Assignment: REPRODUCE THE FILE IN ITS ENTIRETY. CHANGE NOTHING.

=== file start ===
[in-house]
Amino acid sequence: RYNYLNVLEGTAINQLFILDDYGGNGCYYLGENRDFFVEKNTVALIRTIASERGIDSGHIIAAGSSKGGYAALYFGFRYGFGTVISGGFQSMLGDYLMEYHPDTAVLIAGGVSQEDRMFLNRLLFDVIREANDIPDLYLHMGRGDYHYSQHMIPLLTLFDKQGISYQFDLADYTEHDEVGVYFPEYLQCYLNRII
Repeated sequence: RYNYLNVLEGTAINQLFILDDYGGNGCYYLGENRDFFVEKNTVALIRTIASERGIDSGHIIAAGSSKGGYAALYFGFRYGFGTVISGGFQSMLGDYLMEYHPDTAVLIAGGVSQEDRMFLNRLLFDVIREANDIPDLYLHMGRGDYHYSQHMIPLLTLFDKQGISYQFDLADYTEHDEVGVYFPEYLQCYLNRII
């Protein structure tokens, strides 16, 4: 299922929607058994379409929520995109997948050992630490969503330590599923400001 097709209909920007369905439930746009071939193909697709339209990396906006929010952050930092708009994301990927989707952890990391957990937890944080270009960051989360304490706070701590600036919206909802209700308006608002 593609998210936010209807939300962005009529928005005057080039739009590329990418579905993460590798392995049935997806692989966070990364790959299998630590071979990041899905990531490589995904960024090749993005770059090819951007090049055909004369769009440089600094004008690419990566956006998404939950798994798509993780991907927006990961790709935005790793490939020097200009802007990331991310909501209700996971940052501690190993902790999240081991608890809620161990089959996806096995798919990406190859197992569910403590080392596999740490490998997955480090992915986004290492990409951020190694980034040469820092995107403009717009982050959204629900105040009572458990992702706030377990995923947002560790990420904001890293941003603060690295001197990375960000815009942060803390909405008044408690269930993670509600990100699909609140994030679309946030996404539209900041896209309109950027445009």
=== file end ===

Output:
[in-house]
Amino acid sequence: RYNYLNVLEGTAINQLFILDDYGGNGCYYLGENRDFFVEKNTVALIRTIASERGIDSGHIIAAGSSKGGYAALYFGFRYGFGTVISGGFQSMLGDYLMEYHPDTAVLIAGGVSQEDRMFLNRLLFDVIREANDIPDLYLHMGRGDYHYSQHMIPLLTLFDKQGISYQFDLADYTEHDEVGVYFPEYLQCYLNRII
Repeated sequence: RYNYLNVLEGTAINQLFILDDYGGNGCYYLGENRDFFVEKNTVALIRTIASERGIDSGHIIAAGSSKGGYAALYFGFRYGFGTVISGGFQSMLGDYLMEYHPDTAVLIAGGVSQEDRMFLNRLLFDVIREANDIPDLYLHMGRGDYHYSQHMIPLLTLFDKQGISYQFDLADYTEHDEVGVYFPEYLQCYLNRII
């Protein structure tokens, strides 16, 4: 299922929607058994379409929520995109997948050992630490969503330590599923400001 097709209909920007369905439930746009071939193909697709339209990396906006929010952050930092708009994301990927989707952890990391957990937890944080270009960051989360304490706070701590600036919206909802209700308006608002 593609998210936010209807939300962005009529928005005057080039739009590329990418579905993460590798392995049935997806692989966070990364790959299998630590071979990041899905990531490589995904960024090749993005770059090819951007090049055909004369769009440089600094004008690419990566956006998404939950798994798509993780991907927006990961790709935005790793490939020097200009802007990331991310909501209700996971940052501690190993902790999240081991608890809620161990089959996806096995798919990406190859197992569910403590080392596999740490490998997955480090992915986004290492990409951020190694980034040469820092995107403009717009982050959204629900105040009572458990992702706030377990995923947002560790990420904001890293941003603060690295001197990375960000815009942060803390909405008044408690269930993670509600990100699909609140994030679309946030996404539209900041896209309109950027445009």